E were cruis­ing at a height of 4600 me­tres. The cap­tain an­nounced that those sit­ting on the right side of the air­craft can en­joy the snow-capped Hi­malayas. The glimpse at the un­du­lat­ing peaks as­sured a glo­ri­ous head­start to our va­ca­tion. Our first des­tina

Woman's Era - - Short Story -

noth­ing but in­dulge in spec­tac­u­lar views around with scrump­tious buf­fet meals. The ver­dant for­est pre­sented a beau­ti­ful view from lit­er­ally ev­ery sin­gle di­rec­tion. My camera rolled with never-end­ing de­sire.

I can only say, “Kandaghat is the best house in the loveli­est street!”

Shimla was next on the itin­er­ary. This name is de­rived from Shya­mala Devi, an in­car­na­tion of Hindu god­dess, Kali. Jakhoo hill at 2454 me­tres is the high­est point.

The con­crete hill dis­ap­pointed me. It ap­peared more of a com­mer­cial town.

Be­ing one of the most pop­u­lar ones in the North, the tourists keep pour­ing in, but in the ab­sence of end point. Oth­er­wise lift­ing tod­dlers up the gra­di­ent steep could be a bother.

With noth­ing much to do, we sa­ti­ated our­selves with what­ever came to us and left. The fine drops of rain swiftly breezed past. We rushed back to Mashobra where we booked our ho­tel for the next two nights. Our first din­ner at Mashobra was re­plete with the balle balle theme. We had it to our heart’s con­tent since the lunch wasn’t sat­is­fac­tory. Next morn­ing we re­sumed our trip to Kufri. Barely 13 km from Shimla, bask­ing in the glory of the Hi­malayas, it’s a small hill sta­tion in Shimla dis­trict. Kufri Fun Cam­pus at New Kufri, on Gallu Hill, was our first stop. We were told it is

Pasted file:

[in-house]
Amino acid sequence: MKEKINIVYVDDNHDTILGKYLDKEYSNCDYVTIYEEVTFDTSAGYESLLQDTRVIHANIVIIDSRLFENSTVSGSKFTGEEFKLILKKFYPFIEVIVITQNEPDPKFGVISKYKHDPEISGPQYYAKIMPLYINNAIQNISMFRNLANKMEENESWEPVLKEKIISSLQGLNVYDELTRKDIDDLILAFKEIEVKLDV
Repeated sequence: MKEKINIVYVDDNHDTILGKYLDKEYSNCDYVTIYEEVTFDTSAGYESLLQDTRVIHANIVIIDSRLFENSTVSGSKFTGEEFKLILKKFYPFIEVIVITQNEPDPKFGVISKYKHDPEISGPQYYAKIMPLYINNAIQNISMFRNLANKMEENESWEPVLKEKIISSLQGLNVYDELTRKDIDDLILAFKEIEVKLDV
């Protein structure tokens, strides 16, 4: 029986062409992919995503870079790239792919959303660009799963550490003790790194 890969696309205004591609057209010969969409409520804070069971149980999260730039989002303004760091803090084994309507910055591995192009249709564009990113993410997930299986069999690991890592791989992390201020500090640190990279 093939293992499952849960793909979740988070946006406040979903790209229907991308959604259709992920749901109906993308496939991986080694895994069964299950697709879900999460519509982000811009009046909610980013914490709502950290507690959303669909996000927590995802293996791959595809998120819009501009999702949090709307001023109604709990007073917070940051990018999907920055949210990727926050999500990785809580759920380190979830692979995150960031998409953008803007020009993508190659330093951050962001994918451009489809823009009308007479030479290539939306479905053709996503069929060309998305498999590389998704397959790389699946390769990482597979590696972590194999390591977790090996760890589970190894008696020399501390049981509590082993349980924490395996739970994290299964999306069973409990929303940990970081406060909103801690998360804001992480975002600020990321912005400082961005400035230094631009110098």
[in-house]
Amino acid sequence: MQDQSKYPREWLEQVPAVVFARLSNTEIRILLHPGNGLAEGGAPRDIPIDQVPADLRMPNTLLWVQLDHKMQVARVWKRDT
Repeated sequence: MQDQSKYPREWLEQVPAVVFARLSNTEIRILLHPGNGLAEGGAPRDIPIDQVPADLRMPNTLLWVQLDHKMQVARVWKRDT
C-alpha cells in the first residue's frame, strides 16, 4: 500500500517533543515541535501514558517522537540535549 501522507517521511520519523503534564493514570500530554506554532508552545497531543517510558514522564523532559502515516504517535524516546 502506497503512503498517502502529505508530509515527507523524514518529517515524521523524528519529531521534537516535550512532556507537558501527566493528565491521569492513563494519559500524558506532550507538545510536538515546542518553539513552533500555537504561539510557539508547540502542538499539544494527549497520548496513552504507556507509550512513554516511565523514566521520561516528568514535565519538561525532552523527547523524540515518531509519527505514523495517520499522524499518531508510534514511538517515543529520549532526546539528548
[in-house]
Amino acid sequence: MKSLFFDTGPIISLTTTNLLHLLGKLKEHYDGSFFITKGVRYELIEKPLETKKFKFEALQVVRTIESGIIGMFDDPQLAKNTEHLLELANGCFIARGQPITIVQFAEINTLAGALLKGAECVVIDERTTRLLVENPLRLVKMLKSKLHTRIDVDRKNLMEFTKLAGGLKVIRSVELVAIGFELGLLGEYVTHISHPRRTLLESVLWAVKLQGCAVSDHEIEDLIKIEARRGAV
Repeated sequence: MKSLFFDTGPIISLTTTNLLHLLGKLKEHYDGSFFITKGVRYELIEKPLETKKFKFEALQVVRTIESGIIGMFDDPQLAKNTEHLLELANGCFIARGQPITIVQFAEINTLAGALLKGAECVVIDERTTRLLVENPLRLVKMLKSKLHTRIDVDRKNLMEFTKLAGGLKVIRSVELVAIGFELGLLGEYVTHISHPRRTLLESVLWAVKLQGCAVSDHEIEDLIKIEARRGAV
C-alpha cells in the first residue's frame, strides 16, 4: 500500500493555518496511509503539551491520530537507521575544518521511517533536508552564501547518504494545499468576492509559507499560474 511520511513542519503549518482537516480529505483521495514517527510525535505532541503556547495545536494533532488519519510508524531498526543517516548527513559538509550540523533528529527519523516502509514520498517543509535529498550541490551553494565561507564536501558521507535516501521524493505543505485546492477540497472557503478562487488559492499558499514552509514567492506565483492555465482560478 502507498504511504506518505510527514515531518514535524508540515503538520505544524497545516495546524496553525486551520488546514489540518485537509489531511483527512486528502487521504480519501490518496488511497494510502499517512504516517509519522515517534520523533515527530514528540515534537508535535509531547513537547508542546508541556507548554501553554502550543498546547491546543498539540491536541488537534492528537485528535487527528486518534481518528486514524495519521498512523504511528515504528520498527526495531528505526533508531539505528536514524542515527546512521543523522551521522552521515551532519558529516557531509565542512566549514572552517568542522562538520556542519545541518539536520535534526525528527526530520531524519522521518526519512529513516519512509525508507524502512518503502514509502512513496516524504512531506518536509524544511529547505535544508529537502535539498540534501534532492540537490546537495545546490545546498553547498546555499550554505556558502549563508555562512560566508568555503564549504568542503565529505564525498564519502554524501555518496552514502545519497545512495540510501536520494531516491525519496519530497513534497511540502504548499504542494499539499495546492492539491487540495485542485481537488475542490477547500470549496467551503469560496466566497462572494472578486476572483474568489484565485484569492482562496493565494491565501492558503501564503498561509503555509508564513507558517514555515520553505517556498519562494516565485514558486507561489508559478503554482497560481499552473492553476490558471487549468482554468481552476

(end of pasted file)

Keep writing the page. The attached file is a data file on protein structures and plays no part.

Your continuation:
Hav­ing been to Es­sel World and Imag­ica Theme Park this looked like a tiny pocket, but I feel once you set out for your cho­sen des­ti­na­tion you must en­joy what it of­fers. It has a restau­rant, a fast food counter, well man­i­cured gar­dens and nice land­scape, be­sides the 25-plus rides in close prox­im­ity of each other that didn’t tire our num­ber 11 (a child­hood funny name given to our legs!).

Bhatura chhole was su­per yum! With a mea­gre ` 30 per plate with two big balls of bhat­uras and fat­free pip­ing hot chhole it was like one ate a free meal. I’m wary of eat­ing fried stuff but it was fried in fresh oil. Even the 2 minute noo­dles with juli­ennes of green bell pep­per and car­rots looked fas­ci­nat­ing – quite like the colours of the Italy flag! With an en­try ticket of ` 250 in­clu­sive of CGST and SGST per adult you could barely peep in. It didn’t



in­clude any ride. How­ever, Go Kart­ing at 9000ft above sea level was stu­pen­dous!

A few kilo­me­tres away from this is the point where it gets the heav­i­est snow­fall. At this time of the year we didn’t ex­pect the white cover, but the misty clouds dom­i­nated wher­ever our eyes could go. In sum­mers what cov­ers the potato plan­ta­tion strangely changes into a glo­ri­ous ski­ing des­ti­na­tion in win­ters.

Cars parked in long stretches and horses in abun­dance im­plied a heavy rush. One could not scout around in cars from here on. To en­joy the ap­ple or­chard and a few points one has to hire a stal­lion. The muddy wet weather and preg­nant clouds hov­er­ing over the sky re­stricted us not to ven­ture out fur­ther.

We agreed to pay ` 13, 000 to the taxi ser­vice with a prom­ise that it would run the AC through­out but while trav­el­ling up Kufri we had a strange de­sire to smell the air. We rolled down an inch of win­dow – some­thing we never do in our home­town – for no rea­son and for all the rea­sons.